In a rare Section 2(e)(3) decision, the Board affirmed a refusal to register the proposed mark EMPORIO ITALIA for “bed sheets; pillow cases; comforters; bedspreads,” finding the mark to be primarily geographically deceptively misdescriptive. Applicant argued that the mark merely suggests goods of high quality or style, and that, because of the high price of Italian bedding, only a few consumers make a connection between Italy and bedding. The Board disagreed on both counts. In re Branded LLC, Serial No. 87749455 (February 14, 2020) [not precedential] (Opinion by Judge Christen M. English).

Section 2(e)(3) bars the registration of a mark that is primarily geographically deceptively misdescriptive of the identified goods or services. A mark qualifies as primarily geographically deceptively misdescriptive if:

  1. the primary significance of the mark is a generally known geographic location;
  2. the goods do not come from the place named in the mark, but the relevant public would be likely to believe that the goods originate there; and
  3. the misrepresentation is a material factor in the purchaser’s decision to buy the goods in question.

The involved application stated that “The English translation of ‘EMPORIO ITALIA’ in the mark is ‘EMPORIUM ITALY.'” There was no dispute that the doctrine of equivalents applied here. The Board found not only that those proficient in Italian would stop and translate the mark, but also that “non-Italian speaking American consumers would readily perceive the mark as ‘Emporium Italy’ because the English translation is substantially similar in appearance and sound to Applicant’s mark EMPORIO ITALY.”

As to the first prong of the test, the Board found that, considering the mark in its entirety, the primary significance of EMPORIO ITALIA is a generally known geographic location (Italy).

The evidence shows that Italy is not an obscure, remote or minor geographic location, but rather a European country with a population of more than 58 million and exports of more than $506 billion. Moreover, . . . the evidence establishes a connection between Italy and the goods covered by Applicant’s application – “bed sheets; pillow cases; comforters; bedspreads.” The word “emporia” meaning “emporium” in English is defined as “a place of commerce; trading center; marketplace” and “a large store with a wide variety of things for sale,” and merely reinforces the geographic significance of the term “Italia.”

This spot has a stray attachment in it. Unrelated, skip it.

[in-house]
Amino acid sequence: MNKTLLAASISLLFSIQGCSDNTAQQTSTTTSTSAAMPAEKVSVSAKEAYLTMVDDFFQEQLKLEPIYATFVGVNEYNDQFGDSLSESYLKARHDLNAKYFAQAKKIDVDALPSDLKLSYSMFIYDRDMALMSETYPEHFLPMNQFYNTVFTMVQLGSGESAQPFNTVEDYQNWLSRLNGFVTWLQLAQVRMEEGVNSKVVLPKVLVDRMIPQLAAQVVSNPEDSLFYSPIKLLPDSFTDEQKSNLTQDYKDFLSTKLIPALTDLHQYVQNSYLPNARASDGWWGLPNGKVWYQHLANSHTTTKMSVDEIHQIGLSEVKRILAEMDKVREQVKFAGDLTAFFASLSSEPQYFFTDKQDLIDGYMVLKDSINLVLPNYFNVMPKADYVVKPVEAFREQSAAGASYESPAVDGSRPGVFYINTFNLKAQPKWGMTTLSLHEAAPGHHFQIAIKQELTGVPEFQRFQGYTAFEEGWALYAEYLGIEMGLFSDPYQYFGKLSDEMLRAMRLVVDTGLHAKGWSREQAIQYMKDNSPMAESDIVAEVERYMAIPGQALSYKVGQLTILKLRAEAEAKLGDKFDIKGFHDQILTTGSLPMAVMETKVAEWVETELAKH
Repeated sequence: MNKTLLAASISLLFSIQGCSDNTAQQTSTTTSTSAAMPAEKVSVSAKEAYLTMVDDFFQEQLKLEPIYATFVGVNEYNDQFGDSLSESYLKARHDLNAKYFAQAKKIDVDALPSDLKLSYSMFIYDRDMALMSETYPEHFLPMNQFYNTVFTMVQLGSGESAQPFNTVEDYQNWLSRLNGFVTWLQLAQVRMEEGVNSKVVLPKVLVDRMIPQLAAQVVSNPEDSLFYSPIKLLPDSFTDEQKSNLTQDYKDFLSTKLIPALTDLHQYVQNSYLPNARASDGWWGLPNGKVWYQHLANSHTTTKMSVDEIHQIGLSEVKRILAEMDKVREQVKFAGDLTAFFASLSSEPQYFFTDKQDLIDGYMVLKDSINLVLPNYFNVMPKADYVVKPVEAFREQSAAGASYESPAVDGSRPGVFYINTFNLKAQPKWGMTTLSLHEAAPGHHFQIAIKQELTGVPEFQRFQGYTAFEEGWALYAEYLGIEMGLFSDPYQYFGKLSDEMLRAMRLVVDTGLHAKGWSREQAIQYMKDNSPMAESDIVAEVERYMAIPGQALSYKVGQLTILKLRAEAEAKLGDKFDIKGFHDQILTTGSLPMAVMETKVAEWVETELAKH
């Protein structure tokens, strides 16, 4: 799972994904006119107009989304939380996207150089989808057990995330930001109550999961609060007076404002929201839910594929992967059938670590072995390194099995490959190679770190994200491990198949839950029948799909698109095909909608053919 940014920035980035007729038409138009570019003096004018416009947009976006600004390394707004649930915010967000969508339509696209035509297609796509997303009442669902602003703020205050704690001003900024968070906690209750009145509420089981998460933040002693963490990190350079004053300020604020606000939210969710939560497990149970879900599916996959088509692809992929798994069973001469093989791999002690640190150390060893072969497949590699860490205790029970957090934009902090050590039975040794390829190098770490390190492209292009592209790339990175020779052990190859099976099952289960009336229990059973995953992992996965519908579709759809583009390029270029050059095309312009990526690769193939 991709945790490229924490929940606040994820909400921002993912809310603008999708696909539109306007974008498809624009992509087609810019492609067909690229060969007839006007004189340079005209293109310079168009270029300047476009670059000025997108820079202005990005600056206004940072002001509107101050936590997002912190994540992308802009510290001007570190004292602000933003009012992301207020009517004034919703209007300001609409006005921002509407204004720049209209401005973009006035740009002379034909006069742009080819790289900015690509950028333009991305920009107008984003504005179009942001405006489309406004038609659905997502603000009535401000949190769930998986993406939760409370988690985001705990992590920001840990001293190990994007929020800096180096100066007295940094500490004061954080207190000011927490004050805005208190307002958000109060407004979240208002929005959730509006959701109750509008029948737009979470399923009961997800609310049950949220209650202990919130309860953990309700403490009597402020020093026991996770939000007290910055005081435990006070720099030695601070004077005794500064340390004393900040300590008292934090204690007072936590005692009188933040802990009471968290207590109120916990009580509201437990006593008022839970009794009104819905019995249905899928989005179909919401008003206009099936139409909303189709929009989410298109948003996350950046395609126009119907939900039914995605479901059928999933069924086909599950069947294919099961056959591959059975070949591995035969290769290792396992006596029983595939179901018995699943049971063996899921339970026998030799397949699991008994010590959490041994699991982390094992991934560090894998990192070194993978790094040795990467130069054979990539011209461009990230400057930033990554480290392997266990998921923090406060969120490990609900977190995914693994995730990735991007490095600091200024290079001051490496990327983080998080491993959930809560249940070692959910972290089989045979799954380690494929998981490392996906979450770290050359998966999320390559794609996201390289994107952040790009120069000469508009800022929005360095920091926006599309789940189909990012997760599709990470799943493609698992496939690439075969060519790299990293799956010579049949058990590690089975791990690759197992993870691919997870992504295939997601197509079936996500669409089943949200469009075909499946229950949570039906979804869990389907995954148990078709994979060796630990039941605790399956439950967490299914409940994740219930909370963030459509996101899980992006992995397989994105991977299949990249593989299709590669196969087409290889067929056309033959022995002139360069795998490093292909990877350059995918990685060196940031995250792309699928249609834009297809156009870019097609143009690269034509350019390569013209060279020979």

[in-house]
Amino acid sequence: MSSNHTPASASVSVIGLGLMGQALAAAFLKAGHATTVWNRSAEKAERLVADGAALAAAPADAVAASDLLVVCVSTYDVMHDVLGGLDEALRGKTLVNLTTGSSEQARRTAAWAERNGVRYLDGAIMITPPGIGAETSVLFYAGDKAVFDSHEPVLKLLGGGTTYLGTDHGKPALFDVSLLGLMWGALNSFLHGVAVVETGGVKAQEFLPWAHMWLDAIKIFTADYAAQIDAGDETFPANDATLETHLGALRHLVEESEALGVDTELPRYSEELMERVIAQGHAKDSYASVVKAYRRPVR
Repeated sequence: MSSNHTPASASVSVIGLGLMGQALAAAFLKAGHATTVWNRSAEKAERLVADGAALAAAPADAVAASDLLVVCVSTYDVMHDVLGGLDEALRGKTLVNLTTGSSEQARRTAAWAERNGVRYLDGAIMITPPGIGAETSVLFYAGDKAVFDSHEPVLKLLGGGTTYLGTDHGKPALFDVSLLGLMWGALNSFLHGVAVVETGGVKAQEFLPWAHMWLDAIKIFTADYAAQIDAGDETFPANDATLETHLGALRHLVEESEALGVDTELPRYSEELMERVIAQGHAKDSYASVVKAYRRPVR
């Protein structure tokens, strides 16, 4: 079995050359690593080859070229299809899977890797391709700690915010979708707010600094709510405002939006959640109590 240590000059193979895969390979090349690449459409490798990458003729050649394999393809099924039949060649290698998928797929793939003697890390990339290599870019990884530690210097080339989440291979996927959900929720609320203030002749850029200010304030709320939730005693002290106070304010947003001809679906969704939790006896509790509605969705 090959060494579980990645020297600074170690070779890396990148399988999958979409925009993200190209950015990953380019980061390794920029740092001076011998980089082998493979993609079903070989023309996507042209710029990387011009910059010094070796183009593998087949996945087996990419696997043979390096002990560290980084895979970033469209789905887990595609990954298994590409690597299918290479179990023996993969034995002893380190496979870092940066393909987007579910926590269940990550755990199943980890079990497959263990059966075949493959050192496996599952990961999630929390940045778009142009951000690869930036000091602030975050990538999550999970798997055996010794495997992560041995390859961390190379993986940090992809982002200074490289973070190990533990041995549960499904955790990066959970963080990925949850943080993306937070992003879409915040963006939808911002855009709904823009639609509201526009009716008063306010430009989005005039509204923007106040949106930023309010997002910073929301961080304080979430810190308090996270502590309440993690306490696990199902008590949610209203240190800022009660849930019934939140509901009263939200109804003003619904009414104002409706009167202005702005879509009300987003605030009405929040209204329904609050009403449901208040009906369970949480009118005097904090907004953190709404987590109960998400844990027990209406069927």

Examining Attorney Jonathan Ryan O’Rourke submitted Internet and gazetteer evidence showing that bedding and textiles are among Italy’s main exports. The examining attorney thus met the initial burden of establishing a goods-place association between Applicant’s goods and Italy.

Applicant maintained that its mark is “suggestive, arbitrary, or fanciful, such as when a geographic mark may indicate that a product is stylish or of a high quality, i.e. HYDE PARK or NANTUCKET for clothing, and FIFTH AVENUE for a car.” The Board was unimpressed: “Because there is an association between the geographic location in Applicant’s mark and Applicant’s goods, Applicant’s mark is not suggestive, arbitrary or fanciful for Applicant’s goods.”

Applicant argued that there can be no goods-place association because Italian bedding is expensive, and “only … a very small group of people are aware of Italy producing very exclusive and expensive bedding.” However, applicant offered no evidence “that the price point of Italian bedding would affect whether consumers perceive an association between Applicant’s goods and Italy.” Moreover, the articles from national and regional newspapers in general circulation demonstrated the general public’s “exposure to an association between Italy and Applicant’s goods.”

The Board concluded that there is a goods-place association between Applicant’s goods and Italy.

The second prong of the test was met because applicant stated that “[t]he goods will come from or will originate from India. The goods are not and will not be manufactured, packaged, shipped from, sold in or have any other connection with the geographic location named in the mark.”

Finally, as to third factor, the Board concluded that applicant’s misrepresentation would be a material factor in the purchaser’s decision to buy applicant’s goods.

The dictionary definitions, gazetteer entry, third-party websites and articles summarized above establish that “Emporio Italia” means “Emporium Italy”; that Italy is a well populated European country with a large economy; that bedding and textiles used in bedding, as identified by Applicant, are principal and traditional products of Italy; and that Italy is well-known for producing high-quality bedding and textiles used in bedding. We infer from this evidence that a substantial portion of customers in the market for “bed sheets; pillow cases; comforters; bedspreads” will be motivated to purchase Applicant’s goods because of the mistaken belief that the goods originate in Italy.

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Text Copyright John L. Welch 2020.